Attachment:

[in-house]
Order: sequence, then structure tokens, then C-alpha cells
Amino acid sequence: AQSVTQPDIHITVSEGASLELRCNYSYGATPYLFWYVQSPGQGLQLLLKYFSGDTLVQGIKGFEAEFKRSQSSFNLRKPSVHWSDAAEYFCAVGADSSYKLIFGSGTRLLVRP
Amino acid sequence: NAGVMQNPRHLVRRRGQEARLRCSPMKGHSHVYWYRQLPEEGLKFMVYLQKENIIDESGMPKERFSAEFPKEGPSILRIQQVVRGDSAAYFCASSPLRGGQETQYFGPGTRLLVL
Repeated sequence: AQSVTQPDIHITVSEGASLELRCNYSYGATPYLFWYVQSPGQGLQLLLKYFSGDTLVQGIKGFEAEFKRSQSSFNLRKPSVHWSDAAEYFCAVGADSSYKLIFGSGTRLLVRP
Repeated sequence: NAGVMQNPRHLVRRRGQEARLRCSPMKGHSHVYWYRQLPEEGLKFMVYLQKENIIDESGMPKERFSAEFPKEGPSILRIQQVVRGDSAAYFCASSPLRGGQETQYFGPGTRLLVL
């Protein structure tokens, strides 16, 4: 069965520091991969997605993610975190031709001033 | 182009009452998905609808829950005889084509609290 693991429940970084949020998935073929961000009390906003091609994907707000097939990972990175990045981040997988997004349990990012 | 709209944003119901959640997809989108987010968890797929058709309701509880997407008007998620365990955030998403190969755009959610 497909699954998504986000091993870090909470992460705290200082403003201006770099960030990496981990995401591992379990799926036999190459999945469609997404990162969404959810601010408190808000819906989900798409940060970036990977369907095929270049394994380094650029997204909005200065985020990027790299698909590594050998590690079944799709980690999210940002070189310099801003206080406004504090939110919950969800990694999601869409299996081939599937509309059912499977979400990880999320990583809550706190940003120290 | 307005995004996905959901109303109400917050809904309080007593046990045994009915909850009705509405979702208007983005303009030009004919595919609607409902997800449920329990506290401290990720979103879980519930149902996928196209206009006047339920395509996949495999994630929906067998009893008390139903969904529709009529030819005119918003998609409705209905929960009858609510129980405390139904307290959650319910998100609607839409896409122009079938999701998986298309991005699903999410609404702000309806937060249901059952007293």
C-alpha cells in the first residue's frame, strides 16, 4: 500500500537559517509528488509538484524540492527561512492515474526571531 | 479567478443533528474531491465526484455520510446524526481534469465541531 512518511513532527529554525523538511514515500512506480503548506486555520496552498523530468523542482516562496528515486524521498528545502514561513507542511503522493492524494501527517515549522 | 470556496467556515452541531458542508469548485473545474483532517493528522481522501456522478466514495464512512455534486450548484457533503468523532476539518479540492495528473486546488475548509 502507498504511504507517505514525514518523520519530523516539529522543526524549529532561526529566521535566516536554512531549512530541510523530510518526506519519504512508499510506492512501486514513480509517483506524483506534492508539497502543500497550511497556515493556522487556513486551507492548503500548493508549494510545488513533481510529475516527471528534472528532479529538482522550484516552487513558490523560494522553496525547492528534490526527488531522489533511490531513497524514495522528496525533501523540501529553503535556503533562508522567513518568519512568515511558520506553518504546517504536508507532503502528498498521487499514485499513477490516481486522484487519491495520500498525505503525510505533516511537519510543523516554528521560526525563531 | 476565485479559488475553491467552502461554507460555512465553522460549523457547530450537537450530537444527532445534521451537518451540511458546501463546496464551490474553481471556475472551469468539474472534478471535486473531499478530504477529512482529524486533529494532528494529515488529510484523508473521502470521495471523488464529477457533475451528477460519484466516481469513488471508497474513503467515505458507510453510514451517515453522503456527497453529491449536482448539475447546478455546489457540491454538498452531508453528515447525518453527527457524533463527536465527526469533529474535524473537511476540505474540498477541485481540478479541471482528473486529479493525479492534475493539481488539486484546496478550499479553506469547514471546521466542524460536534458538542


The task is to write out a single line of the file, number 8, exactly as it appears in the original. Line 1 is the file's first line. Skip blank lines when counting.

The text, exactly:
C-alpha cells in the first residue's frame, strides 16, 4: 500500500537559517509528488509538484524540492527561512492515474526571531 | 479567478443533528474531491465526484455520510446524526481534469465541531 512518511513532527529554525523538511514515500512506480503548506486555520496552498523530468523542482516562496528515486524521498528545502514561513507542511503522493492524494501527517515549522 | 470556496467556515452541531458542508469548485473545474483532517493528522481522501456522478466514495464512512455534486450548484457533503468523532476539518479540492495528473486546488475548509 502507498504511504507517505514525514518523520519530523516539529522543526524549529532561526529566521535566516536554512531549512530541510523530510518526506519519504512508499510506492512501486514513480509517483506524483506534492508539497502543500497550511497556515493556522487556513486551507492548503500548493508549494510545488513533481510529475516527471528534472528532479529538482522550484516552487513558490523560494522553496525547492528534490526527488531522489533511490531513497524514495522528496525533501523540501529553503535556503533562508522567513518568519512568515511558520506553518504546517504536508507532503502528498498521487499514485499513477490516481486522484487519491495520500498525505503525510505533516511537519510543523516554528521560526525563531 | 476565485479559488475553491467552502461554507460555512465553522460549523457547530450537537450530537444527532445534521451537518451540511458546501463546496464551490474553481471556475472551469468539474472534478471535486473531499478530504477529512482529524486533529494532528494529515488529510484523508473521502470521495471523488464529477457533475451528477460519484466516481469513488471508497474513503467515505458507510453510514451517515453522503456527497453529491449536482448539475447546478455546489457540491454538498452531508453528515447525518453527527457524533463527536465527526469533529474535524473537511476540505474540498477541485481540478479541471482528473486529479493525479492534475493539481488539486484546496478550499479553506469547514471546521466542524460536534458538542